Therefore, the statutory requirements of the report under Section 173(2) would be complied with if the various details therein prescribed are included in the report. This report is an intimation to the Magistrate that upon investigation into a cognizable offence the investigating officer has been able to procure sufficient evidence for the Court to inquire into the offence and the necessary information is being sent to the Court. In fact, the report under Section 173(2) purports to be an opinion of the investigating officer that, as far as he is concerned he has been able to procure sufficient evidence for the trial of the accused by the Court and when he states in the report not only the names of the accused, but names of the witnesses, the nature of the offence and a request that the case be tried, there is compliance with Section 173(2). The report as envisaged by Section 173(2) has to be accompanied as required by Sub-section (5) by all the documents and statements of the witnesses therein mentioned. One cannot divorce the details which the report must contain as required by Sub-section (2) from its accompaniments which are required to be submitted under Sub-section (5). The whole of it is submitted as a report to the Court. But even if a narrow construction is adopted that the police report can only be what is prescribed in Section 173(2) there would be sufficient compliance if what is required to be mentioned by the statute has been set down in the report. To say that all the details of the offence must be set out in the report under Section 173(2) submitted by the police officer would be expecting him to do something more than what the Parliament has expected him to set out therein. If the report with sufficient particularity and clarity specifies the contravention of the law which is the alleged offence, it would be sufficient compliance with Section 11. The details which would be necessary to be proved to bring home the guilt to the accused would emerge at a later stage, when after notice to the accused a charge is framed against him and further in the course of the trial.
In view of this decision it is clear that when the investigating officer had submitted the report under Section 173(2) which discloses that in his opinion the offence appears to have been committed by the accused and that he has collected the necessary evidence connecting the accused with the said offence and that he has forwarded the said report along with the relevant documents as prescribed under Section 173(5), in my opinion that would be sufficient compliance with the provisions of Sections 173(2) & (5) of the Criminal Procedure Code. After submitting this report he is entitled to make further investigation depending upon facts and circumstances of each case under Section 173(8) and if he obtains further evidence, oral or documentary, he is required to forward further report or reports to the Magistrate regarding such evidence in the manner as prescribed under Sections 173(2) to (6). So, in my view, the aforesaid decision would in no way assist the contention of opponent No. 1.
4. The learned Advocate for opponent No. 1 has further relied upon the case of Hari Chand and Anr. v. The State reported in 1977 Cri. LJ (NOC) 262 (Delhi) wherein it has been held that "police report" as defined in Section 2(r) of the Code can only be filed as soon as the investigation is completed. If it is not complete, no such report can be filed and there is no provision in the Code for submitting incomplete challan or charge-sheet. He has also relied upon the judgment in the case ofSuresh Singh v. The State and Ors. reported in 1978 Cri. LJ NOC 58 (Patna) wherein also the Patna High Court has held that there is no provision in the Code for submission of interim charge-sheet and charge-sheet can be submitted only after completion of the investigation. In my view, the ratio of the aforesaid two decisions would not be applicable because here in this case the investigation is completed by the investigating officer and after completion of the investigation he has submitted the charge-sheet. At the same time he had meationed that he was awaiting the report of the Chemical Analyser and as soon as he had received the said report, he had produced it before the Court. By no stretch of imagination it can be said that the said charge-sheet is interim charge-sheet as whole investigation was over and after completion of investigation he has submitted a charge-sheet as prescribed under Section 173(2) of the Criminal Procedure Code along with the documents as prescribed under Section 173(5).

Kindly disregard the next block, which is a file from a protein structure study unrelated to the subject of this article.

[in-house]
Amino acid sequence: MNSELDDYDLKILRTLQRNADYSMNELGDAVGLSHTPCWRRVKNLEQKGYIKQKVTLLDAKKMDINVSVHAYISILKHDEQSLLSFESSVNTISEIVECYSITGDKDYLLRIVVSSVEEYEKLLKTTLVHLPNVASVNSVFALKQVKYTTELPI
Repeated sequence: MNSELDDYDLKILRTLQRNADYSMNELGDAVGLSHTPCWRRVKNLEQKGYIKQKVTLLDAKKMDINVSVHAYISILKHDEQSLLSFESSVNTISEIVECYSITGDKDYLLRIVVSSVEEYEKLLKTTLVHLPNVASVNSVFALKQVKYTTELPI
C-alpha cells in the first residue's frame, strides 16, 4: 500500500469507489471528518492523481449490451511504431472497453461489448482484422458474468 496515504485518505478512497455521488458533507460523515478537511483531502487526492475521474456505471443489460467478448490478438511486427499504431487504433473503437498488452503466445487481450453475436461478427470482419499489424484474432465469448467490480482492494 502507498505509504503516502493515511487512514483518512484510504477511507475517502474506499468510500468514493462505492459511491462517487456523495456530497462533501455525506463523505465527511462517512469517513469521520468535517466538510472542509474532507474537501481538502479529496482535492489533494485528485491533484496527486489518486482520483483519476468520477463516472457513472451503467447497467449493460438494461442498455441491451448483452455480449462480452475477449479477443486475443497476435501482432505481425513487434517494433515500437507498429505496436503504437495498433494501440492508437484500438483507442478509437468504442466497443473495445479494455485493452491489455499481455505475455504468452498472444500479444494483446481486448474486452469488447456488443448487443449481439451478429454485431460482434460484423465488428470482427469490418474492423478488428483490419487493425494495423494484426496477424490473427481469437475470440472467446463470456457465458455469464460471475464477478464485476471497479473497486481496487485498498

5. Further, looking to the objects and reasons of incorporation of Sub-section (8) in Section 173, it would be clear that Sub-section (8) was incorporated to avoid such type of narrow interpretation of Section 173 by the Court. For the objects and reasons of incorporating Sub-section (8), the following paragraph of the Law Commission's 41st Report can be taken into consideration:
1423. A report under Section 173 is normally the end of the investigation. Sometimes, however, the police officer after submitting the report under Section 173 comes upon evidence bearing on the guilt or innocence of the accused. We should have thought that the police officer can collect that evidence and send it to the Magistrate concerned. It appears, however, that Courts have sometimes taken the narrow view that once a final report under Section 173 has been sent, the police cannot touch the case again and cannot reopen the investigation. This view places a hindrance in the way of the investigating agency, which can be unfair to the prosecution and, for that matter, even to the accused. It should be made clear in Section 173 that the competent police officer can examine such evidence and send a report to the Magistrate. Copies concerning the fresh material must of course be furnishsd to the accused. (See Sub-section (8)).
6. In the result, the application filed by the applicant is allowed and the judgment and order passed by the learned Sessions Judge, Mehsana, dated 28-9-83 in Miscellaneous Criminal Application No. 268 of 1983 is quashed and set aside. Opponent No. 1 shall surrender to police custody on or before 10th November 1983. During that time it would be open to the opponent No. 1 to file fresh application for bail before the learned Sessions Judge as the learned Sessions Judge has not decided the application filed by opponent No. 1 on merits. Rule made absolute.